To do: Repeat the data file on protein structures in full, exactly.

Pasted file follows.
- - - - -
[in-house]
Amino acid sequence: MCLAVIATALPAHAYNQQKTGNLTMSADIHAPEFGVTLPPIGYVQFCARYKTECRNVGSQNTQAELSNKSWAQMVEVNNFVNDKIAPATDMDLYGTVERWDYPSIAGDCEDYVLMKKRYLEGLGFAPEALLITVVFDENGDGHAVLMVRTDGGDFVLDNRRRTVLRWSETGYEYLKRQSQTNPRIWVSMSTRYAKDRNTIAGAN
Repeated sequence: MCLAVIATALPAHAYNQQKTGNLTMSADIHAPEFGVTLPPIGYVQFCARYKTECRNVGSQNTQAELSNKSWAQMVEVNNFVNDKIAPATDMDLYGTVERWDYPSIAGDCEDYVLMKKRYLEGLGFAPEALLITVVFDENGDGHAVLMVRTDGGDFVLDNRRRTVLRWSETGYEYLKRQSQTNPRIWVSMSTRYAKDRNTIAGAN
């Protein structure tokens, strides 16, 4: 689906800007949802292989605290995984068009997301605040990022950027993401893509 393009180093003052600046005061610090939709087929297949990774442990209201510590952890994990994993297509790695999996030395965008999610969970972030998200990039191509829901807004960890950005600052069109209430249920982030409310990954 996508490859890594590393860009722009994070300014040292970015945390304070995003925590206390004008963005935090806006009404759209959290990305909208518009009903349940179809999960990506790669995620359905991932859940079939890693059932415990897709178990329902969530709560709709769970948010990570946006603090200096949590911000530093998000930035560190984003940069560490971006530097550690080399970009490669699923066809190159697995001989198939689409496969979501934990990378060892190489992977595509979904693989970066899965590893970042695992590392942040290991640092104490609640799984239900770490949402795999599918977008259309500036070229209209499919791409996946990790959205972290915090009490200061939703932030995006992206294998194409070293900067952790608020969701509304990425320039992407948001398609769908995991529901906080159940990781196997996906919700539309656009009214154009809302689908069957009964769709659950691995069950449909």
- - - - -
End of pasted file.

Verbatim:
[in-house]
Amino acid sequence: MCLAVIATALPAHAYNQQKTGNLTMSADIHAPEFGVTLPPIGYVQFCARYKTECRNVGSQNTQAELSNKSWAQMVEVNNFVNDKIAPATDMDLYGTVERWDYPSIAGDCEDYVLMKKRYLEGLGFAPEALLITVVFDENGDGHAVLMVRTDGGDFVLDNRRRTVLRWSETGYEYLKRQSQTNPRIWVSMSTRYAKDRNTIAGAN
Repeated sequence: MCLAVIATALPAHAYNQQKTGNLTMSADIHAPEFGVTLPPIGYVQFCARYKTECRNVGSQNTQAELSNKSWAQMVEVNNFVNDKIAPATDMDLYGTVERWDYPSIAGDCEDYVLMKKRYLEGLGFAPEALLITVVFDENGDGHAVLMVRTDGGDFVLDNRRRTVLRWSETGYEYLKRQSQTNPRIWVSMSTRYAKDRNTIAGAN
């Protein structure tokens, strides 16, 4: 689906800007949802292989605290995984068009997301605040990022950027993401893509 393009180093003052600046005061610090939709087929297949990774442990209201510590952890994990994993297509790695999996030395965008999610969970972030998200990039191509829901807004960890950005600052069109209430249920982030409310990954 996508490859890594590393860009722009994070300014040292970015945390304070995003925590206390004008963005935090806006009404759209959290990305909208518009009903349940179809999960990506790669995620359905991932859940079939890693059932415990897709178990329902969530709560709709769970948010990570946006603090200096949590911000530093998000930035560190984003940069560490971006530097550690080399970009490669699923066809190159697995001989198939689409496969979501934990990378060892190489992977595509979904693989970066899965590893970042695992590392942040290991640092104490609640799984239900770490949402795999599918977008259309500036070229209209499919791409996946990790959205972290915090009490200061939703932030995006992206294998194409070293900067952790608020969701509304990425320039992407948001398609769908995991529901906080159940990781196997996906919700539309656009009214154009809302689908069957009964769709659950691995069950449909």